Vaginal bleeding in the second and third trimester is always
suspicious for an abnormal placenta location with premature
abruption or marginal sinus hemorrhage.

Ultrasound in the second trimester can demonstrate placenta


previa in more than 5% of all pregnancy, but the incidence of
placenta previa at term is only 0.5%.

The phenomenon of superior placental migration appear to


result from then longitudinal and transverse growth of the
lower uterine segment.

The definitive placenta previa should not be diagnosed until


the third trimester.,
ABNORMAL PLACENTAL LOCATION
PLACENTA PREVIA

a. Low-lying placenta (0,5-5 cm)

b. Marginal placenta previa

c. Partial placenta previa

d. Complete placenta previa

Ratko Matijevic. The placenta. In Donald School, Text Book of Ultrasound


in Obstetrics and Gynecology, 2003; 326 .
Low-lying placenta
Low-lying placenta, longitudinal scan at 18 weeks 0.5-5.0 cm from the OUI
(from Merz, 2005)

A low lying placentathe


placenta is implanted in
the lower uterine segment
Placenta such that the placental
edge is within 2 cm of
internal cervical os but
not covering any
2,0 cm significant portion of it.
Internal cervical os

Harris RD, Alexander RD. Ultrasound of the placenta and umbilical cord.
In Callen, Ultrasonography in Obstetry and Gynecology 4th ed, 2000; 607.
Marginal placenta previa
Marginal placenta previa on the posterior uterine wall
Longitudinal scan at 17 weeks

Marginal placenta
previa the edge of
Placenta
the placental is at
the margin
of the internal os

Harris RD, Alexander RD. Ultrasound of the placenta and umbilical cord.
In Callen, Ultrasonography in Obstetry and Gynecology 4th ed, 2000; 607.
Partial placenta previa
Partial placenta previa on the anterior uterine wall The edge of the
Longitudinal at 14 weeks
placenta partially
covers the
internal os
Placenta

vu

vagina

Harris RD, Alexander RD. Ultrasound of the placenta and umbilical cord.
In Callen, Ultrasonography in Obstetry and Gynecology 4th ed, 2000; 607.
Complete placenta previa
Complete placenta previa the internal
cervical os is covered completely by the
placenta

Avoid over distension of the bladder


or uterine contraction causing a
false-positive diagnosis of a previa

Trans-vaginal USG early in pregnancy:


The chance of a term previa is 5% if
the placenta extends > 15 mm over
the cervical os at 12 to 16 weeks.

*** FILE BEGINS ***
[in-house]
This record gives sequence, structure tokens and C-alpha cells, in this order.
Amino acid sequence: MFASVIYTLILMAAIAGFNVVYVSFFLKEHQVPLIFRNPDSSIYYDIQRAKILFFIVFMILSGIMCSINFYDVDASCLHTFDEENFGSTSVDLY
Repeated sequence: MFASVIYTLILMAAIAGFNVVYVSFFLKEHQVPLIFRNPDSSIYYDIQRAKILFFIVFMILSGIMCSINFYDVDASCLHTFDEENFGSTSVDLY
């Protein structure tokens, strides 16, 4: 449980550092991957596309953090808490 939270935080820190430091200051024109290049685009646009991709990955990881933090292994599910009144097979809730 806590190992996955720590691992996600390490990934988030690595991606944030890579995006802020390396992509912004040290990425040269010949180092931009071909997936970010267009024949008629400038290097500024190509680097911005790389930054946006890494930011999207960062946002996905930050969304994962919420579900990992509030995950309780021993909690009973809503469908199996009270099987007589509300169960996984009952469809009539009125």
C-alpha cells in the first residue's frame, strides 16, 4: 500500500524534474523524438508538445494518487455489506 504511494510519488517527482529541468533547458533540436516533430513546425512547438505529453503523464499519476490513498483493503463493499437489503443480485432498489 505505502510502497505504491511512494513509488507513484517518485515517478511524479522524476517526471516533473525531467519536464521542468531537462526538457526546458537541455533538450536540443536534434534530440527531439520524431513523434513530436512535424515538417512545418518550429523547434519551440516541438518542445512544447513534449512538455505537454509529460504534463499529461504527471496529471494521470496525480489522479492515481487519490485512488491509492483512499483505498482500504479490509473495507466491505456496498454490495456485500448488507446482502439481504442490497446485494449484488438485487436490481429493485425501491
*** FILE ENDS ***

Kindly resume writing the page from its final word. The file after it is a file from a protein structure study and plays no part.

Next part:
Complete placenta previa.
Longitudinal scan at 17 weeks.

Harris RD, Alexander RD. Ultrasound of the placenta and umbilical cord.
In Callen, Ultrasonography in Obstetry and Gynecology 4 th ed, 2000; 607.
ABNORMAL PLACENTAL SHAPE
PLACENTAL BIOMETRY
Placental thickness :
In normal pregnancy the placental
thickness increases steady between
15 and 37 weeks.

Thereafter, the placenta thickness


decreases slightly until the 40 weeks.

Hoddick at all : max placental


thickness 3 cm up to 20 weeks and
maximum of 4-5 cm thereafter.
Abnormal placental biometry
Thick placenta :
Found in cases where the basal plate has a very small area of
myometrial attachment.
Can occurs in : DM, maternal anemia, hydrops, placental
hemorrhage, intrauterine infection, congenital neoplasm,
Beckwith-Wiedemann syndrome, sacrococcygeal teratoma.

DM Hydrops XXX, triploidi

5 cm
7,4 cm
6,4 cm
Abnormal placental biometry
Placental hydrops :
Thickest placentas are found in cases of Rh incompatibility and non
immune fetal hydrops. A placental thickness greater than 5 cm is
term placental hydrops. Causes by fluid retention.

Hydrops

6,4 cm
Abnormal placental biometry
Large, vacuolated placenta :
When combined with oligohydramnios, this type of placenta is
suspicious for triploidi.
Abnormal placental biometry
Small or thin placenta :
A small placenta is found in cases of IUGR, intrauterine
infection, and chromosome abnormalities. Very thin
placentas may be found in massive polyhydramnios.
Placenta Acreta, Increta, Percreta
Definitions
Abnormal penetration of placental tissue beyond
endometrial lining of uterus.
Three varians of the spectrum collectively termed
placenta accreta.
Placenta accreta vera (80%)
Attaches to myometrium without muscular invasion
Placenta increta ( 15%)
Chorionic villi invade the myometrium
Placenta percreta (5%)
Penetration of chorionic villi through uterus
May also invade rectum and bladder
Predisposing factors and pathogenesis

Predisposing :
High parity
Scarring of uterine corpus
Prior cesarean section
Placenta previa
Ultrasound Findings
Best diagnostic clue :
Loss of subplacengtal hypoechoic zone
Irregular placental vascular lacunae
Placenta previa in almost all cases
Large vessels extending through myometrium +/- into
bladder
Incidence : one in 500-70,000 pregnancies
Imaging Findings

ACCRETA INCRETA PERCRETA